INTRODUCTION TO THE CONCEPT OF STELLAR POPULATIONS
A BRIEF HISTORY OF STELLAR POPULATION STUDIES
formation and evolution of galaxies through
investigation of properties of constituent, luminous parts.
ASSUME: Galaxies can be
broken down into POPULATIONS -
groups of stars, clusters, gas, with shared, or definable
distributions of, properties.
A basic unit of stellar population studies is the "SIMPLE STELLAR POPULATION"
Chemically homogeneous (at least at birth)
One example of an SSP is the typical star cluster (either open or globular).
where here POPULATIONS refers to what I will call a PRINCIPAL COMPONENT
The GALAXY here is a composite population, but so too may be
the PRINCIPAL COMPONENT POPULATIONS,
which ultimately are likely a superposition of SIMPLE STELLAR POPULATIONS:
Some examples of composite, principal component populations in our Milky Way might be:
Each of the above represent complex groupings of stars and matter, but with distinct
global properties/distributions of chemistry/age/kinematics from one another.
These differences presumably relate to differing mixtures of SSPs.
The smaller the basis set (n, mn), the easier is
the composite population (and, ultimately, the Galactic history) to unravel
Identifying individual SSPs may be hard in complex
galaxy, but, perhaps SSPs are strung together in somewhat simple
(e.g. a star forming disk with steadily enriching series of SSP
"bursts" of increasing rotational velocity about center)
.... that make up a principal component population of a
This is one hope of stellar population studies.
We hope to simplify what may be a quite complex problem to one of finding the patterns in
Principal Component Populations.
CHEMISTRY, e.g. mean
[Fe/H], chemical abundance patterns ([O/Fe], [Ca/Fe],
AGES, reflected, e.g., in
the types of stars seen (their evolutionary state)
TO IDENTIFY AND DEFINE : Principal
component populations that will allow us
TO RECONSTRUCT: A
complete, physical, chemodynamical evolutionary model
of the Milky Way (or other galactic systems)
The Ultimate Chemodynamical Model for the Evolution of a Galaxy
might include as descriptors/variables (all time variable):
the evolution of the phase space distribution of stars (and
gas, dark matter)
the evolution of atomic species Xi as the
interstellar gas out of which stars form enriches
the STAR FORMATION RATE
the instantaneous INITIAL MASS FUNCTION, how the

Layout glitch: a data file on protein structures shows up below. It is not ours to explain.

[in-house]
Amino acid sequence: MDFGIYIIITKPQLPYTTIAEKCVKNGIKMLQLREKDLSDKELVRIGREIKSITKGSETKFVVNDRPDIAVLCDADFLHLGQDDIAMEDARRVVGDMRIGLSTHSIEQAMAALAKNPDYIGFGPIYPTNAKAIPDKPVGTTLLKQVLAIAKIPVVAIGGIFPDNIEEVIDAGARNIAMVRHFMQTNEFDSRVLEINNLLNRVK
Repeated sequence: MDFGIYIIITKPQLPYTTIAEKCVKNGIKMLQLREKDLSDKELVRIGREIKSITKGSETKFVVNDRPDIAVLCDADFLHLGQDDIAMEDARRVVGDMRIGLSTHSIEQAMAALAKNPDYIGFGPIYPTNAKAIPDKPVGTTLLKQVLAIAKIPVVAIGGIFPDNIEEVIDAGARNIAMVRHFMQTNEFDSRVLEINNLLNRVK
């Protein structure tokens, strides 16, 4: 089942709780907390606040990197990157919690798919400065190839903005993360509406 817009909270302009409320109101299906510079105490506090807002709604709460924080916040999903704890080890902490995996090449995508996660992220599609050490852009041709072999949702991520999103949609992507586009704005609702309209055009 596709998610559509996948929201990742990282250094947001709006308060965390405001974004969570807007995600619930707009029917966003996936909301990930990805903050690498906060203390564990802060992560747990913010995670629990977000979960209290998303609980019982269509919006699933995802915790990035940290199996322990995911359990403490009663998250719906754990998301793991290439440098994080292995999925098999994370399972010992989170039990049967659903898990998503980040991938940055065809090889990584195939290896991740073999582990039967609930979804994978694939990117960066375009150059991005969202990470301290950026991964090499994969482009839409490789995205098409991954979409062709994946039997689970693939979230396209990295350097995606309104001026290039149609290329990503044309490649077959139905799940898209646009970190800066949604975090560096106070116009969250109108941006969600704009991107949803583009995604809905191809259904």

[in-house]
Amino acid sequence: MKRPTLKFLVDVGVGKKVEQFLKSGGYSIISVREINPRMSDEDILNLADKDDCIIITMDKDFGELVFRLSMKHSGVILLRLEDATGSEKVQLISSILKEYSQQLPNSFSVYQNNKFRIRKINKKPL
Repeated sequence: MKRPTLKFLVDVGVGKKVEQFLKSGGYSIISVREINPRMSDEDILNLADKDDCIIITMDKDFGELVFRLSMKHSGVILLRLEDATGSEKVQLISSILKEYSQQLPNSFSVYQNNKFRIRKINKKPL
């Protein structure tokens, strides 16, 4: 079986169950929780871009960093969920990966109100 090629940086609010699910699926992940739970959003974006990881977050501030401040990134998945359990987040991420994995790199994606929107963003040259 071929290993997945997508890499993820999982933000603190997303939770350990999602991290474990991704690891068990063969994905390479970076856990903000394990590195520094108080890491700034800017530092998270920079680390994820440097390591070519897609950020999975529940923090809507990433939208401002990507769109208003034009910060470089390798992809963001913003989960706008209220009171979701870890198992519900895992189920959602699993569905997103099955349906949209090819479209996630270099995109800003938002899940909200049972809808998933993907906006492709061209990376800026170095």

new stars are distributed by mass (which determines how
populations evolve chemically and what kinds of remnants are produced)
BRIEF HISTORY OF MILKY WAY STELLAR POPULATION
The history of understanding the stellar populations of the Milky Way
provides an illustration of the above process.
In the history provided here, the symbol
= "A correlation of properties"
At the beginning of the 20th century, Milky Way studies was
essentially "cosmology", since at the time it was not appreciated
that there were galaxies outside our own.
"Sidereal Universe" = Milky Way.
Until 1920: Curtis-Shapley Debate.
Early 20th century stellar population studies concerned with taxonomy:
e.g., groups of stars based on:
velocities (proper motions, radial velocities)
stellar types: e.g., colors, brightness,
variability, spectral type
location: e.g., in spiral arms,
in clusters/associations, in bulge
Early work by Lindblad (1936, MNRAS, 97, 15)
on the understanding of stars of different types
in different orbits, characterized by differences
in conserved quantities ("integrals of motion"),
energy (I1) and angular momentum (I2).
Stellar evolution theoretical advances in 1950's -
understanding of chemistry and ages of stars
Allows age dating of clusters,
CMD's (Sandage & Schwarzschild
ages <--> CMD types
Of course, earlier in the 20th century, the Hertzsprung-Russell
Diagram (HR Diagram) was invented; showed that stars do not
occupy random distributions of luminosity and
spectral type/temperature/color, as shown below.)
Because the giant and dwarf sequences were
not clearly connected in early HR diagrams, it
was still not clear in the early 20th century which way stars evolved
in the HR diagram, as evidenced by the two images below:
(left) Henry Norris Russell thought stars must contract down the giant
branch and down the main sequence, as illustrated in this 1927
figure (reproduced in Sandage's "History
of Mt. Wilson"). (right) A 1944 letter from George Gamow to Walter Adams
discovered in the Huntington Library Archives shows that Gamow had